After Caluire, I moved to a very rich club nearby called Limonest to play in the fifth or sixth division. We won five leagues and two cups in five years. We had a lot of old professional footballers and I was the youngest player, I learned a lot. Christian Bassila, who was at West Ham and Sunderland, I played with him. He’s very good! When you’re young you just have to come to training and watch older players – that’s it.

Did the smaller clubs get any benefits from being so close to Lyon?

Not really because Lyon have got a strong, strong partnership with the best clubs in the area. If a young player is good, the manager calls Lyon and says, “We’ve got a young player, he’s 10 years old. Can you come to see him?”. A scout will come and follow him for a couple of months and then years. When he’s good enough, he can come to Lyon for training. If he’s good enough, he can stay at Lyon.

At the beginning of September, you have maybe 200 good players in Lyon. So you have to watch these players every week. By the end of May, you’ve got two or three players left. It’s a very long process and at the end, the best players play for Lyon.

It’s not only football, it’s about behaviour, school, mentality. Parents as well. Sometimes you’ve got parents who want the young guy on a lot of money. Some will already have an agent at 12 years old, so it’s bad. It’s very important for Lyon to have a good guy who has that ‘Lyon mentality’. They want to learn in Lyon, they have the DNA of Lyon. When you see the team now, 80% of them come from the Lyon academy. That’s better than at Barcelona.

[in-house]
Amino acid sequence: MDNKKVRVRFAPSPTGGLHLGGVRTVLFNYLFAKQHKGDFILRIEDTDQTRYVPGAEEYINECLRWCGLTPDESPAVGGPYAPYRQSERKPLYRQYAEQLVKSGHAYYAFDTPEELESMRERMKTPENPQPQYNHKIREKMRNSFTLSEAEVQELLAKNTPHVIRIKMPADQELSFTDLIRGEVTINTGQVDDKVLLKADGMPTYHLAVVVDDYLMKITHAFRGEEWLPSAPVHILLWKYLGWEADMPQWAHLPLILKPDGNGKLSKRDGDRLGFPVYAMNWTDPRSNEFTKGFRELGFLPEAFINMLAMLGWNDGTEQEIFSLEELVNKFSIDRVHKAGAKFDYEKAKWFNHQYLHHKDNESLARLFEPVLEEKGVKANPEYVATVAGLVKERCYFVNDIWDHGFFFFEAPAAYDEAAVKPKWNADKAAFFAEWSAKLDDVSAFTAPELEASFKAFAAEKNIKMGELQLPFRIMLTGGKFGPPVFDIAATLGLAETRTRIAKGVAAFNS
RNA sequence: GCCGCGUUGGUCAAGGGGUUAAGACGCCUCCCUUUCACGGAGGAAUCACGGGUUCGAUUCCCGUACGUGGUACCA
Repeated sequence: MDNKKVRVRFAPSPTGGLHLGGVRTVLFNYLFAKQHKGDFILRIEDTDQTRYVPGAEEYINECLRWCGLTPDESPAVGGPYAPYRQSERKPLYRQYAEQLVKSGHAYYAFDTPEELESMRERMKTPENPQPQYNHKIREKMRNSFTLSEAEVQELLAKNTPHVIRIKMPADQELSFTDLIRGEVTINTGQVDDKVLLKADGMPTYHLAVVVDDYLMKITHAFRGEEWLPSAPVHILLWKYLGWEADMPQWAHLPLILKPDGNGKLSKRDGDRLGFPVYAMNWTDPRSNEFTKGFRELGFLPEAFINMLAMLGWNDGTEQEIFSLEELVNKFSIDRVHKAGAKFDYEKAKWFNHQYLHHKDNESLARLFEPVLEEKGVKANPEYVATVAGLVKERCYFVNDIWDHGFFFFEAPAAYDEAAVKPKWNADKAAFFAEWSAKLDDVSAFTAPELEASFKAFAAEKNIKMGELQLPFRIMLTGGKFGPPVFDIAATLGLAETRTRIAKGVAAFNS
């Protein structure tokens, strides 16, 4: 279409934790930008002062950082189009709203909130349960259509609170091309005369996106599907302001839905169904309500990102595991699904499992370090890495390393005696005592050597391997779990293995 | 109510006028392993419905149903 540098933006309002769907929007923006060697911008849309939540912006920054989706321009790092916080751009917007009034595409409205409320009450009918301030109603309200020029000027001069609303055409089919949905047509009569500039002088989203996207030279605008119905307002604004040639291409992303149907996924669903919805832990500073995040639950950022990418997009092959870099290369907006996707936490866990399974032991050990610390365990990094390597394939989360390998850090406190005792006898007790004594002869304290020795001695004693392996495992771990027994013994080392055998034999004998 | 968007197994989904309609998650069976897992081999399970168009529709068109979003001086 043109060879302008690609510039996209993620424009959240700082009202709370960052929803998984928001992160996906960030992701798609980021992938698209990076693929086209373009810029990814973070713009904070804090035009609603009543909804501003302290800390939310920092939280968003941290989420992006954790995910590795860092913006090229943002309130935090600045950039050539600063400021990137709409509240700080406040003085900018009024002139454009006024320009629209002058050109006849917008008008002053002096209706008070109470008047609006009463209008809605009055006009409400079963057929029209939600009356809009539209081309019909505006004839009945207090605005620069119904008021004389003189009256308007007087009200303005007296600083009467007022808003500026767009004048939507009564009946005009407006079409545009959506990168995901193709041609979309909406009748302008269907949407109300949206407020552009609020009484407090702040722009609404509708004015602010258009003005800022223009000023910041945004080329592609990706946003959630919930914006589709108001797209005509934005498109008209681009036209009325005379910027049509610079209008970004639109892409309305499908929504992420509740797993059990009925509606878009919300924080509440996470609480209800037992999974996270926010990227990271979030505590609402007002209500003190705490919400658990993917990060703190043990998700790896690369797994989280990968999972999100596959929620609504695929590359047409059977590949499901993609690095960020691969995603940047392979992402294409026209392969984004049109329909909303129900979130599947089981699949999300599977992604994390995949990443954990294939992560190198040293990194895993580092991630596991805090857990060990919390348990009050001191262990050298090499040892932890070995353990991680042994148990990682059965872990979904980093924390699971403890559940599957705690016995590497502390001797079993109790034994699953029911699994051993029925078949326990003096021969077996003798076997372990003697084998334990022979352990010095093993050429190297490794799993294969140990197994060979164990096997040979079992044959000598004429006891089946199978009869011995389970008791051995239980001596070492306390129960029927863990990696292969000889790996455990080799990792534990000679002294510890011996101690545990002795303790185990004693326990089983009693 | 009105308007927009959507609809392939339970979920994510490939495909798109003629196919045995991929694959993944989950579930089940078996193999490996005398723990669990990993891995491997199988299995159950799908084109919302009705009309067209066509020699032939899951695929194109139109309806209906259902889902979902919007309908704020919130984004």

You mentioned the significance of the parents, can you elaborate on that?

When you are a child, your parents are the most important thing in your life. If your parents won’t push you to be a professional, you won’t be a professional. You are 13 years old, you have to study, you have to play football. You are under pressure of your parents, of the school, of the coach.

They’re like babies. I saw a lot of young players crying in their room because their parents are very far away or they have a bad day at school. It’s only young guys, they just want to have fun with their friends and enjoy their football at Lyon.

The players who live in Lyon stay with their parents. All the players who live more than 30km from Lyon have a room in the academy. We’ve only got 32 rooms, it’s not a lot. Compare that to Barcelona who have over 100. If Lyon is your city, you have to stay with your parents.

We’re building a new stadium for next January. I don’t know if the academy will stay here or if it will go to the new stadium. 32 is fine – 32 rooms for players under 17 and the reserve team. When the player reaches 18, they have to leave and get a flat.